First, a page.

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Two cheeky blue tongue lizards which have set up home in an abandoned rabbit burrow in the garden at my work.

So why does nature have such a positive effect on our wellbeing? Psychoevolutionary Theory maintains that the positive reactions humans experience in nature are programmed evolutionarily. This evolutionary biophilia is embedded in our psyche and genes through our close interaction with nature and our reliance on the natural world for our food, shelter and medicine throughout our existence. We are attracted to things which have supported our survival and we become anxious when we are around things that may put us at risk or harm. We need and are in fact a part of the natural world, something that is easy to forget in a world full of prepackaged food, bottled water and cities full of air-conditioned and centrally heated buildings.

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A quiet place to sit and enjoy my garden

So how can we apply the benefits of nature into our daily lives? Although nothing beats the real thing, if you are stuck in an office all day, simply looking at a poster of nature on your wall or an image of nature on your computer screen will have a positive affect. Even better, take a break and go for a walk in a garden or nearby park. When the weather is fine, do your daily meditation outside. If you have a lot of reading to do, again take it outside. Start a vegetable garden at home and visit it daily for fresh vegetables and herbs. Make a cup of herbal tea (from your own herbs of course) and drink it outside and just sit and take in the natural world around you. You’ll be amazed at the activities of the many insects and birds you begin to notice when you sit still. If you don’t have a garden, get involved in a community garden or a friends group that looks after a local nature reserve and make your reconnection… no Wi-Fi required!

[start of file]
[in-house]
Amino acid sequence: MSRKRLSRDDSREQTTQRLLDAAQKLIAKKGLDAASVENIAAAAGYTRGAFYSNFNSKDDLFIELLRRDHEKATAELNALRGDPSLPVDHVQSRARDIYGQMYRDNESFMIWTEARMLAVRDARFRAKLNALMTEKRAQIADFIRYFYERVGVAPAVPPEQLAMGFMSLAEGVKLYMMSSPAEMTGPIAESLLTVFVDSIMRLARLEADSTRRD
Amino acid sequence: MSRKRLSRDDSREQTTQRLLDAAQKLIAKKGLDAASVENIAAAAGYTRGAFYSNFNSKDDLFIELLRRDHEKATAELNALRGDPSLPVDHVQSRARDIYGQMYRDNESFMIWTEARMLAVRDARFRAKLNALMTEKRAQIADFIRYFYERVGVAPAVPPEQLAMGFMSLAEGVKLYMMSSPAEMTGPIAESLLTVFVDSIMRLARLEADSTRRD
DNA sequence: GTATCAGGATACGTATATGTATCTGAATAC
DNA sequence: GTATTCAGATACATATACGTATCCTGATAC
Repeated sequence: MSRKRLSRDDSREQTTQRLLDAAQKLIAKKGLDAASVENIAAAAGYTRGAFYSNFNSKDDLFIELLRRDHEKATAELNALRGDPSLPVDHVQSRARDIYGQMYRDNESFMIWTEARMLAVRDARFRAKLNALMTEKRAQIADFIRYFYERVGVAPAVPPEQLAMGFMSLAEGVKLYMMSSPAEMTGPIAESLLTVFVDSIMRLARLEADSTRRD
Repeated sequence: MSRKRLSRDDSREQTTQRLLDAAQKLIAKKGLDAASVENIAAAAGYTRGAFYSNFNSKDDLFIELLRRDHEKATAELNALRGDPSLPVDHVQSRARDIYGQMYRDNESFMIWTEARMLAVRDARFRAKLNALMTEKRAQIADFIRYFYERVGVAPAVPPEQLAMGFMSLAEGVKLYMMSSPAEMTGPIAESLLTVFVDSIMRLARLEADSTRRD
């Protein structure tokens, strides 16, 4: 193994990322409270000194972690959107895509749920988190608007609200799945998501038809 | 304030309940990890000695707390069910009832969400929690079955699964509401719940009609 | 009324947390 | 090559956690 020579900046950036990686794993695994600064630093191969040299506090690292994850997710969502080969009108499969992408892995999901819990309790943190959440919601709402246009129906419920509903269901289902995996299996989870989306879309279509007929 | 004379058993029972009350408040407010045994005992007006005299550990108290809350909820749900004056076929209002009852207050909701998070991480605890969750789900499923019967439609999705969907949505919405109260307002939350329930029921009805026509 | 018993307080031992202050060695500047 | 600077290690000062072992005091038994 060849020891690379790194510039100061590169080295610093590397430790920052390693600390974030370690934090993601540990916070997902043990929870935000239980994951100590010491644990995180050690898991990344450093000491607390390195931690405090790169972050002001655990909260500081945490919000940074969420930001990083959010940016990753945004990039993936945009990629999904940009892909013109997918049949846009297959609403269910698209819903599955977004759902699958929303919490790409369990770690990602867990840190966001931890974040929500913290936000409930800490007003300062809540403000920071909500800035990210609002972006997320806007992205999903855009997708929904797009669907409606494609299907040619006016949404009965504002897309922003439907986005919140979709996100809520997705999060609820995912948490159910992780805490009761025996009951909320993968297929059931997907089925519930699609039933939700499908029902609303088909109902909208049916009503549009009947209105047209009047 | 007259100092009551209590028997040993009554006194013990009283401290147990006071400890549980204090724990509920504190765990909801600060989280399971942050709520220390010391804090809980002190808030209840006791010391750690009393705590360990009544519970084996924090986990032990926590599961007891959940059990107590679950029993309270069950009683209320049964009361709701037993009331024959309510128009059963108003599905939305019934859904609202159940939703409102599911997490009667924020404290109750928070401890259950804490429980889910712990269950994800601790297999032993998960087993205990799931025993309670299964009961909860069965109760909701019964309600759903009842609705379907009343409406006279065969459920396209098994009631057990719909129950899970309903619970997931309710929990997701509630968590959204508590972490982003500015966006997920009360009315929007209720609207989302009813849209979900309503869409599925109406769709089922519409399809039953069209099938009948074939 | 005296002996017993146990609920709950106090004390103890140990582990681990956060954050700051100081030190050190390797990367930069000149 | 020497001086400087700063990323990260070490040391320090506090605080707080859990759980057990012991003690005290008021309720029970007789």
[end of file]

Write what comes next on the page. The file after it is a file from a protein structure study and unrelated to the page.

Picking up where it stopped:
References:

Katcher, A. and Beck, A. (1987) Health and caring for living things. Anthrozoos, 1, 175–183.

Kellert, S.R. & Wilson, E.O. (Ed s). (1993) The Biophilia Hypothesis. Island Press, Washington DC.

Louv, R. (2012) The Nature Principle, Reconnecting with Life in a Virtual Age. Algonquin Books, New York.

Ulrich, R. S. (1984) View through a window may influence recovery from surgery. Science, 224, 420–421.